Shedding the pounds and KEEPING the weight off helps improve cardiometabolic factors, say researchers
11/05/2020 // Michael Alexander // Views

Those who manage to lose weight and keep it off have a much higher chance at achieving optimal cardiovascular health, a recent study has found.

This is according to researchers from Tufts University, who found that people who successfully maintained their new weight, exhibited stabilization -- and even further improvement -- in their heart health. This is in stark contrast to individuals who, upon regaining their lost weight, would often show deterioration in their cardiometabolic risk factors.

“Regaining weight was associated with a reversal of the benefits seen from losing weight,” said Alice H. Lichtenstein, the senior and corresponding author of the study.

Keeping the pounds off is just as important as losing them

The researchers arrived at this conclusion after analyzing publicly-available data taken from the participants of the long-term Look AHEAD (Action for Health in Diabetes) trial. This trial assessed the association between weight loss and cardiovascular disease risk in individuals with obesity and Type 2 diabetes.

As part of their study, published in the Journal of the American Heart Association, Lichtenstein and the rest of the research team evaluated data from more than 1,500 people with Type 2 diabetes who were recruited for an intensive lifestyle intervention program that lasted one year. (Related: Health Basics: Weight Loss 101.)

These participants, after registering reductions in their weight, then entered a three-year maintenance phase in which they were encouraged to get regular physical activity as well as use a single meal replacement product each day.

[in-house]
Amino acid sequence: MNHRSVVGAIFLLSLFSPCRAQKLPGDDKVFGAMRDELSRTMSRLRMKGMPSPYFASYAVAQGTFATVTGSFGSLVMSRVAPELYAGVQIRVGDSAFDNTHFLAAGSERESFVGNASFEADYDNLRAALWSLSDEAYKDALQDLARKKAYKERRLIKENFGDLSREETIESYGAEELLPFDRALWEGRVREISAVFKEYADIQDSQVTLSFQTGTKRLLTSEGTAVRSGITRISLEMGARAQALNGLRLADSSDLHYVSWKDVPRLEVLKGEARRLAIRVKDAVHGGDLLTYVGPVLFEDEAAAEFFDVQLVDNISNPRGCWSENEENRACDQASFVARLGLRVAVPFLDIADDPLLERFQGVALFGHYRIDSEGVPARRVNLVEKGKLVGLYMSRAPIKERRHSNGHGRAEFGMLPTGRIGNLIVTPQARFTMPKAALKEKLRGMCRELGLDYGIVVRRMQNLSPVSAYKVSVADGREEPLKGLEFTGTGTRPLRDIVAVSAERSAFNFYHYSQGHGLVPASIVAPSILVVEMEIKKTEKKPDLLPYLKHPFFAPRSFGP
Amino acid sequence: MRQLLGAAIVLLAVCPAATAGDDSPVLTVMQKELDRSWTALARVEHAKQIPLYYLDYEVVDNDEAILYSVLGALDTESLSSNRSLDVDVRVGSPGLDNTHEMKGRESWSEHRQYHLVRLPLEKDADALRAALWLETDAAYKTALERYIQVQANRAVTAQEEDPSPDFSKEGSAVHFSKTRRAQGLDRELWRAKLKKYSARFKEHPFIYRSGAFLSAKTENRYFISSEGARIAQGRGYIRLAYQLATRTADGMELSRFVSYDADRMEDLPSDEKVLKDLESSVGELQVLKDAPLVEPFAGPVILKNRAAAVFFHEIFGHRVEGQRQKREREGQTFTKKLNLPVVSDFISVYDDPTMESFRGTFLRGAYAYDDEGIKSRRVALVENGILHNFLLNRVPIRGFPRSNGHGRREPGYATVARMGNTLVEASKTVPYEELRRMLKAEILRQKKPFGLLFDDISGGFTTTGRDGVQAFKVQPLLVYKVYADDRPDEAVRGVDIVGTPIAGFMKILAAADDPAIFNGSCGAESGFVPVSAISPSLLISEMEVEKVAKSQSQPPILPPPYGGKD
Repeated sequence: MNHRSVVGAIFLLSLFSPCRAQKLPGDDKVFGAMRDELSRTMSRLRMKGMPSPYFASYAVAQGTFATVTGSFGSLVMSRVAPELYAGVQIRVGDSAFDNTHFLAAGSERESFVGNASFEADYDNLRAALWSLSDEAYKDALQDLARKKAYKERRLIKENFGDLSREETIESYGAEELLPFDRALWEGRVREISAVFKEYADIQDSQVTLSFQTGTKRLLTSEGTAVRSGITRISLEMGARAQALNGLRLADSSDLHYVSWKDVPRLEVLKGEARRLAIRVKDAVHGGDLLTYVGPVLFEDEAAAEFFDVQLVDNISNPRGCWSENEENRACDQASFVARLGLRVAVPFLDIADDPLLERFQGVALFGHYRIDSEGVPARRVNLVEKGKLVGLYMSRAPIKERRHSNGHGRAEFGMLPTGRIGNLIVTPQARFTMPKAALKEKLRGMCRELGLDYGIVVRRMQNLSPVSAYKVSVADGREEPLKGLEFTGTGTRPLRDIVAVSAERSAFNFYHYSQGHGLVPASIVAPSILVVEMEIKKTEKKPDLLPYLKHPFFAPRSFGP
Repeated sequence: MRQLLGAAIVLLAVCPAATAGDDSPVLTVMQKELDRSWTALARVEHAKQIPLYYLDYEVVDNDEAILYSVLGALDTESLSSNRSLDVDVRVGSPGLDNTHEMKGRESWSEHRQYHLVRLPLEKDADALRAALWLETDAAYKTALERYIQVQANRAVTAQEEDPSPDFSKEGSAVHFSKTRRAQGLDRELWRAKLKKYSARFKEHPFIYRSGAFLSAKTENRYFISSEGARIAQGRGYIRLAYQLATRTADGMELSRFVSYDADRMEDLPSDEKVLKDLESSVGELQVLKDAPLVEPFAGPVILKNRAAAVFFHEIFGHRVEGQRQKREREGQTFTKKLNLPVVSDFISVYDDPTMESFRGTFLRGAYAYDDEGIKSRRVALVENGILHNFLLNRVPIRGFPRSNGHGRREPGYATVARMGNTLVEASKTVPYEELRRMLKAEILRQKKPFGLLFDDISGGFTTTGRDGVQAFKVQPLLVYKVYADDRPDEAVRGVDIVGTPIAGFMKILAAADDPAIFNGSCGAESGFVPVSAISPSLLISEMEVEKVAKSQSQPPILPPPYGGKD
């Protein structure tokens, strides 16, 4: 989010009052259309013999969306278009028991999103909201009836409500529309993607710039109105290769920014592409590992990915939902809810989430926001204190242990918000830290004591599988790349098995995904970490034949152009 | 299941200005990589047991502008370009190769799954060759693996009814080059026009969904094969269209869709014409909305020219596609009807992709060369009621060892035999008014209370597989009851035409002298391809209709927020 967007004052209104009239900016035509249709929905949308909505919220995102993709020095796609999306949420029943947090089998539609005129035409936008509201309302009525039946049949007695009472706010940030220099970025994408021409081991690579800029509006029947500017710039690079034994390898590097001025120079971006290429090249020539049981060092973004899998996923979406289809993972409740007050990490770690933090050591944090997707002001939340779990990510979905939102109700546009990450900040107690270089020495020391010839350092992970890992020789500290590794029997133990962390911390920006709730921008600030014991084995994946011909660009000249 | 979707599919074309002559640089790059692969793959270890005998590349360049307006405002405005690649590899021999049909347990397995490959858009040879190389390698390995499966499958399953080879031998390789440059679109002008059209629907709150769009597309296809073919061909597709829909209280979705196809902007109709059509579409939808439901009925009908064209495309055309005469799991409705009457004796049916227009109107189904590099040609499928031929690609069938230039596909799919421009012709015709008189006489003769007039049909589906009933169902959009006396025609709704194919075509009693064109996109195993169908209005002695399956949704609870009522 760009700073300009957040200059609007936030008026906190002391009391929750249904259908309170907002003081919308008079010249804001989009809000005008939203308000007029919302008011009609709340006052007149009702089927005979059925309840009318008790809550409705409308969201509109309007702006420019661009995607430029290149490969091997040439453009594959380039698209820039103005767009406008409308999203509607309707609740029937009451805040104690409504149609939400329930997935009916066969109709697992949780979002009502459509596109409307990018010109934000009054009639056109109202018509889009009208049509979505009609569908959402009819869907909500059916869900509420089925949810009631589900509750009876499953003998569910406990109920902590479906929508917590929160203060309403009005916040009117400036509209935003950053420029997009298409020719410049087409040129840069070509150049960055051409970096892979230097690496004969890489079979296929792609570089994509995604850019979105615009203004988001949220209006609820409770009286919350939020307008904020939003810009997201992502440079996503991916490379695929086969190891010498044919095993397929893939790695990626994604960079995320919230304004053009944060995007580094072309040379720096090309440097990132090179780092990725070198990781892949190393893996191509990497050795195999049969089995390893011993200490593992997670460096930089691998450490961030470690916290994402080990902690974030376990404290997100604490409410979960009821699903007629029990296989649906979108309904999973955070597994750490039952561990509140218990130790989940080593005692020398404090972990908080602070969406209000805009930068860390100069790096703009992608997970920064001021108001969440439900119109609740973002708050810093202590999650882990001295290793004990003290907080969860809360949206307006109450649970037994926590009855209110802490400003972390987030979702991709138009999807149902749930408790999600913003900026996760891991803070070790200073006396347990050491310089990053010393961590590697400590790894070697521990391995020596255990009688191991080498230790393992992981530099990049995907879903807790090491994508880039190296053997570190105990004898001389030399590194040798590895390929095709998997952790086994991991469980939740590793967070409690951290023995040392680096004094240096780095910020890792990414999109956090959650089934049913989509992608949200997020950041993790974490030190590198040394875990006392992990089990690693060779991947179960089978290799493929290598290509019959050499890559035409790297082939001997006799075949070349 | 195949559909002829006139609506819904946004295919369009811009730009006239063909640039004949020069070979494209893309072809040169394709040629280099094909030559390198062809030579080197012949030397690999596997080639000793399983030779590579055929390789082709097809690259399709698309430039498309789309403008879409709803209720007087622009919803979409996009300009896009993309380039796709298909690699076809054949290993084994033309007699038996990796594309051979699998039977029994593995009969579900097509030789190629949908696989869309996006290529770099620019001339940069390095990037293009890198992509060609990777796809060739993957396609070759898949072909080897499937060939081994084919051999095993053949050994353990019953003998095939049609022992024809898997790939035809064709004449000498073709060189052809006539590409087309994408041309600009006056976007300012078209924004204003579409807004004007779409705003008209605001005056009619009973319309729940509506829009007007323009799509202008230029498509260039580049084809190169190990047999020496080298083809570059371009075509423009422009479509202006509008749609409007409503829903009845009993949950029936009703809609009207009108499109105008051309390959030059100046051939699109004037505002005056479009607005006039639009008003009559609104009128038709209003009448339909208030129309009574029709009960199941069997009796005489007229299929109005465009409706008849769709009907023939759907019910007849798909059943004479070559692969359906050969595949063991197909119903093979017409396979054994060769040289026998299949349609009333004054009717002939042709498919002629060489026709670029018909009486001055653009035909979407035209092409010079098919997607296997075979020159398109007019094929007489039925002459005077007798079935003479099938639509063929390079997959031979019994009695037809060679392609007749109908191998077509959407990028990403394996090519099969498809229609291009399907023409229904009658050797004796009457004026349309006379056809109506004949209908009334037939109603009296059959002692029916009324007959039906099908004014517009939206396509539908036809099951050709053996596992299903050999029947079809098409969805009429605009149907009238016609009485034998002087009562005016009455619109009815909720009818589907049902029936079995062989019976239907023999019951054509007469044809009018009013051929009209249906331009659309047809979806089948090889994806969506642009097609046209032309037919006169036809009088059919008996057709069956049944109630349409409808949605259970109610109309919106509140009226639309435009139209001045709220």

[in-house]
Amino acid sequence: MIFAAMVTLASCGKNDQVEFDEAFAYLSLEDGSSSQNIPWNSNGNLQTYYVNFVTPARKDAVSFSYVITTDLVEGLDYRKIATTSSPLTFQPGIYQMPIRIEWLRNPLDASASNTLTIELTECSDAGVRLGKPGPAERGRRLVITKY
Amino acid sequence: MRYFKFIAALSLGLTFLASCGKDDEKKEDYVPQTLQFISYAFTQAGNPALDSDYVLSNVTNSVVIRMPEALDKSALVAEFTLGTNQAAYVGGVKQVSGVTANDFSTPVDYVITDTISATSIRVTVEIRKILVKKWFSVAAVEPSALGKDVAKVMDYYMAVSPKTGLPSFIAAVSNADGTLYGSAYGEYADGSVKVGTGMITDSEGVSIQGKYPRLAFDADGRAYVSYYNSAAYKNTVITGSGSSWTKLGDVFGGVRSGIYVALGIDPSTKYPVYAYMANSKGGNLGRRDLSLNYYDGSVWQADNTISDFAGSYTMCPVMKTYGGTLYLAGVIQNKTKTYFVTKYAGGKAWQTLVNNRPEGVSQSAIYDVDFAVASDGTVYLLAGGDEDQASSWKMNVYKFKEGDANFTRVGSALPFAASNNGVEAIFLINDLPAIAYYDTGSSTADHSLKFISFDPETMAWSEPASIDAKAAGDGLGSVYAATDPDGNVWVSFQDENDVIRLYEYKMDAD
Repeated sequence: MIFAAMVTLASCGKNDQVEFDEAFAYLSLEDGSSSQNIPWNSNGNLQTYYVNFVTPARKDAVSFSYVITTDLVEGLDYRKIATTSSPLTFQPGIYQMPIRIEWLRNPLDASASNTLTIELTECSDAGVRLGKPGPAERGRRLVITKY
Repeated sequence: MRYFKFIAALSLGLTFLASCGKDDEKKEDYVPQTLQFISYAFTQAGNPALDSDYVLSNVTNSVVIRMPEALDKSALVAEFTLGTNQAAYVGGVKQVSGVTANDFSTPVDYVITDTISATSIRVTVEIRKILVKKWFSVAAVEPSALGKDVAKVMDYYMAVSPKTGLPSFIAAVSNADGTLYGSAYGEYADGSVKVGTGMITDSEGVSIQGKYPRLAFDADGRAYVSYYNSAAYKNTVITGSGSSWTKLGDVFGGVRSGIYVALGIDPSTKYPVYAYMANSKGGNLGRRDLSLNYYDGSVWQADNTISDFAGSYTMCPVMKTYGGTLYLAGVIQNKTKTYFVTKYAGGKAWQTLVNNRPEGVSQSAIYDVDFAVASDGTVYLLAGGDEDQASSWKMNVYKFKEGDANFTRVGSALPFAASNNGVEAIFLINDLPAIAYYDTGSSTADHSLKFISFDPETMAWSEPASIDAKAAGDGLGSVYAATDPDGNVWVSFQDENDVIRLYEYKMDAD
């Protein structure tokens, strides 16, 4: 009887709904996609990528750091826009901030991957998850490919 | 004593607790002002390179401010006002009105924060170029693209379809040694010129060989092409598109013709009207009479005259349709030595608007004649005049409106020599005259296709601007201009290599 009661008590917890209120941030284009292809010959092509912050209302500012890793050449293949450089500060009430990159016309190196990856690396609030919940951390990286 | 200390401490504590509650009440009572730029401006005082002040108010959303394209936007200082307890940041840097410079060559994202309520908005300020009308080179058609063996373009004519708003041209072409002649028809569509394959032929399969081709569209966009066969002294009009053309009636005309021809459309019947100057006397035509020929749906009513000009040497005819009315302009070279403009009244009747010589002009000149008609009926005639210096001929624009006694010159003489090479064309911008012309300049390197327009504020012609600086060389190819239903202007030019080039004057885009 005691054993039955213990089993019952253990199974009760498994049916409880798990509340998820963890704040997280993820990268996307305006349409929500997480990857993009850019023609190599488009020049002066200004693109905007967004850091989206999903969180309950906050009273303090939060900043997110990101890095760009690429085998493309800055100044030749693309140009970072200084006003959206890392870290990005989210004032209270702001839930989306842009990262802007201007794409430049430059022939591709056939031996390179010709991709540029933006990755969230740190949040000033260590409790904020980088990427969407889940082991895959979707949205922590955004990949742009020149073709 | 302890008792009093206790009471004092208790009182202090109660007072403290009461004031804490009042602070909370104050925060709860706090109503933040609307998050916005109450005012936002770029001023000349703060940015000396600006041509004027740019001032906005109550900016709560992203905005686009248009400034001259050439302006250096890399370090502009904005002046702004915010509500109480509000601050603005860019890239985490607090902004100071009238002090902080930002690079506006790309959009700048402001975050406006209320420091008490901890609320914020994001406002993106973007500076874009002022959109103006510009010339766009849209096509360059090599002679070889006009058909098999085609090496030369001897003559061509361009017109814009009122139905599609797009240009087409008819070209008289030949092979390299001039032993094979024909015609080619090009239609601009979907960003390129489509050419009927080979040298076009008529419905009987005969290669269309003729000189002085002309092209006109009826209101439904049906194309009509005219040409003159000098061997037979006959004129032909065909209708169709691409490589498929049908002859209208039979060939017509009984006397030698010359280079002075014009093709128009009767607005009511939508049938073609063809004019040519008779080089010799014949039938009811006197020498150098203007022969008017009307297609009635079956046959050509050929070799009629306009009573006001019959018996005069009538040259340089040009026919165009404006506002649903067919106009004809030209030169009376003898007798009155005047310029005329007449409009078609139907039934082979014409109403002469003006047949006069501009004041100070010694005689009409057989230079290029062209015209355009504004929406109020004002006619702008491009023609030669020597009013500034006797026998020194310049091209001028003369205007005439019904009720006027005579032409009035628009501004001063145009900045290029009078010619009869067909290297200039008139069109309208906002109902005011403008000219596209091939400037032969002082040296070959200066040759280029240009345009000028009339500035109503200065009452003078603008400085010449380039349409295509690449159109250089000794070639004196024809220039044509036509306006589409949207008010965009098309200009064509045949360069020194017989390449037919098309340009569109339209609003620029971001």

The researchers found that those who lost 10 percent or more of their body weight and then maintained their weight loss, saw a significant improvement in their cardiometabolic risk factors, such as improved levels of HDL or good cholesterol, triglycerides, glucose and blood pressure, as well as waist circumference and diabetes control. Those benefits, however, deteriorated among those who regained the weight that they previously lost.

The study also found that the relationship between cardiometabolic risk factors and weight regain varied by sex and risk factor, with the researchers noting that while men and women responded similarly to weight regain on the basis of fasting glucose and hemoglobin A1c concentrations, they had marked differences on the basis of plasma lipid concentrations and blood pressure.

In addition, while no single cut point maximized the risk difference between those who maintained their new weight and those who didn’t, the “maintainers” who managed to keep off 75 percent of the weight they lost experienced the most benefits.

Weight maintenance and management are key

According to the researchers, these findings emphasize the importance of intervention programs focusing not only on weight loss but also on healthy weight loss maintenance and management.

“People tend to think of diets as short-term, but it’s really something that has to be lifelong,” Lichtenstein stated. “If you’ve found a successful way to lose weight, don’t revert to old habits. Figure out how to incorporate the changes you made to lose weight.”

As promising as their study is, however, Lichtenstein and the rest of the research acknowledged the need for further research. They noted that there is still much to be discovered regarding the long-term effects of weight loss and weight gain in individuals.

“The findings from this study emphasize the need to further investigate the long-term impact of partial weight regain after a weight loss intervention,” the research team said, acknowledging the challenge posed by keeping off previously lost weight.

For more stories on healthy and sensible weight management, visit

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